Project: Research project

Project Details


Given the potent depressant effects of adenosine on spontaneous neuronal
firing, it has been proposed that endogenous adenosine may function as an
important modulator of neuronal activity involved in the etiology or
control of seizures. In accordance with this proposal, metabolically
stable adenosine analogs have been shown to elevate pentylenetetrazol (PTZ)
seizure threshold in rats. Moreover, the seizure suppressant effects of
adenosine analogs were antagonized by the adenosine receptor antagonist,
theophylline. This proposal describes the use of the PTZ seizure threshold
model in combination with other pharmacological, neuroanatomical and
biochemical approaches to further our understanding of the involvement of
adenosine in seizure mechanisms. An assignment of the adenosine receptor
subtype involved in seizure suppressant effects of adenosine analogs
remains to be elucidated. A rigorous pharmacological characterization of
the adenosine receptor involve in the regulation of PTZ seizure threshold
will be accomplished by determining the rank order potencies of several
adenosine analogs administered intracerebroventricularly (i.c.v.) in rats.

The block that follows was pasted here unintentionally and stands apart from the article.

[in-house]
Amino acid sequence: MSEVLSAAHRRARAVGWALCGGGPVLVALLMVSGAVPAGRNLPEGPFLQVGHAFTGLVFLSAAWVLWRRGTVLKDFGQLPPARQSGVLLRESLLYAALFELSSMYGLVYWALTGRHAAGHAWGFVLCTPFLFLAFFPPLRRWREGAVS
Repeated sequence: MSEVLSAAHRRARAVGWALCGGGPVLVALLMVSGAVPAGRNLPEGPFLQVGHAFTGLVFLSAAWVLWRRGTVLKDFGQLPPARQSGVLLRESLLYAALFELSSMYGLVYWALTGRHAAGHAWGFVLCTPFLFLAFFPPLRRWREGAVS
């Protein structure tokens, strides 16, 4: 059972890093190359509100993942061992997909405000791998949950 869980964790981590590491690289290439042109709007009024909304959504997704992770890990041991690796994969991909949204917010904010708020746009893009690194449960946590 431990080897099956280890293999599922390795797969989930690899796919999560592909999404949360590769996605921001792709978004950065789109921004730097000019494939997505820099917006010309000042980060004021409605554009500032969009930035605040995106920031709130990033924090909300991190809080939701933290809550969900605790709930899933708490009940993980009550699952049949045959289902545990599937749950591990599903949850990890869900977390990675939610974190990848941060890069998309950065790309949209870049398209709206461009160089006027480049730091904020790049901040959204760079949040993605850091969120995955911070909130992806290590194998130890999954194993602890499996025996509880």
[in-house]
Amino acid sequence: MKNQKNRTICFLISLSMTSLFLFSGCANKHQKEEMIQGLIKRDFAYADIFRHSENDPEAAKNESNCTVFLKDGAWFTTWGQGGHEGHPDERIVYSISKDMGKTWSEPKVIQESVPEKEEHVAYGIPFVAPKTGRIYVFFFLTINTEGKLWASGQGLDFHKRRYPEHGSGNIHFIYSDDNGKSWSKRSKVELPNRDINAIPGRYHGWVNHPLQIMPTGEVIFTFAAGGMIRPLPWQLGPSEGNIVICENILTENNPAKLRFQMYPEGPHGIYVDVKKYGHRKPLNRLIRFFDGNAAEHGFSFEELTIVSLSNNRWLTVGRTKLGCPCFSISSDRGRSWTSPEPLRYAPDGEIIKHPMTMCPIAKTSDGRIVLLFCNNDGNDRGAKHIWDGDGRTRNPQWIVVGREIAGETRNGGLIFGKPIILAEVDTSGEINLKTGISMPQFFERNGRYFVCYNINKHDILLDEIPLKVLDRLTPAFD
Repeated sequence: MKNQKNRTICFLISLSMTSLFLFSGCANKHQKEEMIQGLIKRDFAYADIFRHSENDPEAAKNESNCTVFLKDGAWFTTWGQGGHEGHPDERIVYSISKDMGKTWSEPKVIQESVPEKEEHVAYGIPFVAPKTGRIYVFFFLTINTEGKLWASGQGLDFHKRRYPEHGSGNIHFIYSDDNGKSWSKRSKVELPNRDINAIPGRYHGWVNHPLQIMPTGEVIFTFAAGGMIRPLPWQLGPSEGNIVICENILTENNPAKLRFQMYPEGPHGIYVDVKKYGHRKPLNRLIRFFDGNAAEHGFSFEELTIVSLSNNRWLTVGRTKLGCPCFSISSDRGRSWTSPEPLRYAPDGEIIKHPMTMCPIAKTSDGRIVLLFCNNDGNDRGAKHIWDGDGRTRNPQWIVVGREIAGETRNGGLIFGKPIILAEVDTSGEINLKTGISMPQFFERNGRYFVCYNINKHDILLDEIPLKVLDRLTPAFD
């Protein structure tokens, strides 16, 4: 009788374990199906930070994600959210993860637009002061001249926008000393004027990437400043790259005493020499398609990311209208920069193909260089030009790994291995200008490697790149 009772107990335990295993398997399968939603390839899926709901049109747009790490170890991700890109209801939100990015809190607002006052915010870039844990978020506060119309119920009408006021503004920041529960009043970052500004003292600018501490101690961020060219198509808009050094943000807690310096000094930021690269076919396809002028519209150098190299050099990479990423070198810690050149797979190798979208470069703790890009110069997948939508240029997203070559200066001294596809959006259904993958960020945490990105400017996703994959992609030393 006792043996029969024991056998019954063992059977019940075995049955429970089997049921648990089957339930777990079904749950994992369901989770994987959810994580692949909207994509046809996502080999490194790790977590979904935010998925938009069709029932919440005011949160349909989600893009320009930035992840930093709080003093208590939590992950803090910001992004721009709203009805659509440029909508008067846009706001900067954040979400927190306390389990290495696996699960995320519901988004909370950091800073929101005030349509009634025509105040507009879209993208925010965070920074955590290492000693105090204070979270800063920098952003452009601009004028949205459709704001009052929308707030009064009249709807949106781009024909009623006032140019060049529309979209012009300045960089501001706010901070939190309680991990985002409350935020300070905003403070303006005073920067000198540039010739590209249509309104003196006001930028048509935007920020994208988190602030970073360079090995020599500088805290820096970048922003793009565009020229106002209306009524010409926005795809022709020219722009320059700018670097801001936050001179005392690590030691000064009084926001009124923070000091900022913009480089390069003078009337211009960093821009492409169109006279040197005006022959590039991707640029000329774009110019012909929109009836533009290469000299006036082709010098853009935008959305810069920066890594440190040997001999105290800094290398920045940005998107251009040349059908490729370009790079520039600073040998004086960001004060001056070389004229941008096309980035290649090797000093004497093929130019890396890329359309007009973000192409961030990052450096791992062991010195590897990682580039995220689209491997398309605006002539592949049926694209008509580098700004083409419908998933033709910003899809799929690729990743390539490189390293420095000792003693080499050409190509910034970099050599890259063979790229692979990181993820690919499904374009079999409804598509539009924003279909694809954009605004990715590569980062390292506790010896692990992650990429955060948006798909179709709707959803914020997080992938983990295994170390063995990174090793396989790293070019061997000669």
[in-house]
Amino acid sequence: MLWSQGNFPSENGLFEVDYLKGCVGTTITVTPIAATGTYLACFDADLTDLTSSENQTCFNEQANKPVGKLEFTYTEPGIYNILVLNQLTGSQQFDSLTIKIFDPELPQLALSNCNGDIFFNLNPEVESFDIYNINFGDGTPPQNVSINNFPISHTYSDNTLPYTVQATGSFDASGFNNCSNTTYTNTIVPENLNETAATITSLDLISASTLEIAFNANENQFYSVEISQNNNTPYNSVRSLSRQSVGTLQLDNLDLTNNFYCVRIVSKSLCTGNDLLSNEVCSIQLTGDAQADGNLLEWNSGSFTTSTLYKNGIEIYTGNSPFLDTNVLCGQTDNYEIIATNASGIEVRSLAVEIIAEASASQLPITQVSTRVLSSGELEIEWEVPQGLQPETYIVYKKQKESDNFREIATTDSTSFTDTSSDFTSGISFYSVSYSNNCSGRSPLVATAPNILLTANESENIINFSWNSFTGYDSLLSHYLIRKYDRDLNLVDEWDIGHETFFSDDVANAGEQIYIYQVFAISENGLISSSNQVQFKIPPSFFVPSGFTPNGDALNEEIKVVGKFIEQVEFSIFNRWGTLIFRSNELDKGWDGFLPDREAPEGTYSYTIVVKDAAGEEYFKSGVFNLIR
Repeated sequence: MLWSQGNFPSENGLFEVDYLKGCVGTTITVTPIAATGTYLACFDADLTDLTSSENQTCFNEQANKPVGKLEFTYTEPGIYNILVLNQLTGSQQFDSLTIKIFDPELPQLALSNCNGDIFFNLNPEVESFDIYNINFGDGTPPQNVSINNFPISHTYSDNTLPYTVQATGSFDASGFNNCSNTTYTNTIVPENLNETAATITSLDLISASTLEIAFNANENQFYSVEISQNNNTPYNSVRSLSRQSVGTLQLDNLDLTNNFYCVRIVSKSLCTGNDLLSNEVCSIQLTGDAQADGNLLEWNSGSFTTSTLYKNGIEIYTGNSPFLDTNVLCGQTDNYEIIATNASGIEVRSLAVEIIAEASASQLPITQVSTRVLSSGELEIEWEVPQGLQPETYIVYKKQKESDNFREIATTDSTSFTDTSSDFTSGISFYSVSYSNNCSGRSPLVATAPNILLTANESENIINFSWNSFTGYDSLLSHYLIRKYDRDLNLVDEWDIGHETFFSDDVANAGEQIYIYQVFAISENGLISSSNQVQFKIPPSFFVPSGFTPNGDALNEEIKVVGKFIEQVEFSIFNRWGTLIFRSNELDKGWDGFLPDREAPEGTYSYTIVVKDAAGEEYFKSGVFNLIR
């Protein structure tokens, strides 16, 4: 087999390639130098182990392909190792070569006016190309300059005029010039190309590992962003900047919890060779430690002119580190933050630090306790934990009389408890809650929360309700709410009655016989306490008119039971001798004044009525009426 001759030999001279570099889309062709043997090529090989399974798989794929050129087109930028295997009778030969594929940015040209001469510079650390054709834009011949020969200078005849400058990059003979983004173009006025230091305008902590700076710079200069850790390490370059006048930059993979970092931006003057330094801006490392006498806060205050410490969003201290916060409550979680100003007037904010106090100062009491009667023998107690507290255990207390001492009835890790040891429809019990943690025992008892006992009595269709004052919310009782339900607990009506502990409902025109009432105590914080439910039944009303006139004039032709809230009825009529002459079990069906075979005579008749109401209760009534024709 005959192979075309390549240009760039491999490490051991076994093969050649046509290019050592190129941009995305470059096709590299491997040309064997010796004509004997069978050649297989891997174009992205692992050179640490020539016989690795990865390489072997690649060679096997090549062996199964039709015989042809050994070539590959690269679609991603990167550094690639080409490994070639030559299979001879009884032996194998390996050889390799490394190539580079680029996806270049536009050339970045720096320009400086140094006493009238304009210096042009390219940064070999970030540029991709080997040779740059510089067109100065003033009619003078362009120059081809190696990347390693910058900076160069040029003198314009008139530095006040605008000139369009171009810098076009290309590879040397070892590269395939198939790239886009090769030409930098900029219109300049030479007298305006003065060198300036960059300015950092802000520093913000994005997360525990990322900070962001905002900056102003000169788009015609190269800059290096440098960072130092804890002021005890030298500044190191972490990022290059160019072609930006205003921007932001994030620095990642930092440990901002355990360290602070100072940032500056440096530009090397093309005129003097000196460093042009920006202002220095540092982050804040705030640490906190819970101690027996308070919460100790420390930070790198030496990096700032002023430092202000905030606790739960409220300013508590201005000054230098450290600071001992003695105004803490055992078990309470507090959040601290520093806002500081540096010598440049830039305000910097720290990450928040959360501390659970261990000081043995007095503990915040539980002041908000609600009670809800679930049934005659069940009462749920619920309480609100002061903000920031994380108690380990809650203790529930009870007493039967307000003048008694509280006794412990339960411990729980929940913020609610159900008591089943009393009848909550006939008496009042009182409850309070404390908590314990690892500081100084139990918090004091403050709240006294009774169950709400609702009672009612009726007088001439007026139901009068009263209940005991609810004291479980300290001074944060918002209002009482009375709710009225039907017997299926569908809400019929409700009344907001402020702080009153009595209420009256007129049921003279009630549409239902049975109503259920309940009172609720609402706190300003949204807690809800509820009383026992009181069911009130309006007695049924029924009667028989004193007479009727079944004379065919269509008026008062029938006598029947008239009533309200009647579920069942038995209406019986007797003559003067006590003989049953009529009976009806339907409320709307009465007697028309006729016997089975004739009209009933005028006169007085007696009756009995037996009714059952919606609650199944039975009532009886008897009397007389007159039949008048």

The rank order potencies of a series of xanthines, administered i.c.v., as
proconvulsants in the PTZ seizure threshold model will also be determined.
Possible correlations between the rank order potencies of adenosine analogs
as seizure suppressants and their affinities for adenosine A1 receptors as
labeled by (3H)cyclohexyladenosine will be explored. A delineation of the
neuroanatomic substrate for the anticonvulsant actions of adenosine analogs
is essential in attempts to elucidate the basic cellular and molecular
mechanisms involved. To this end, the effects of adenosine analogs
microinjected into various rat brain structures on PTZ seizure threshold
will be determined. A further understanding of the biochemical and
neuroanatomical mechanisms responsible for the effects of adenosine analogs
on seizure susceptibility may provide insight into one of the basic
mechanisms of seizure disorders in man.
Effective start/end date12/31/8912/31/89


  • National Institute of Neurological Disorders and Stroke


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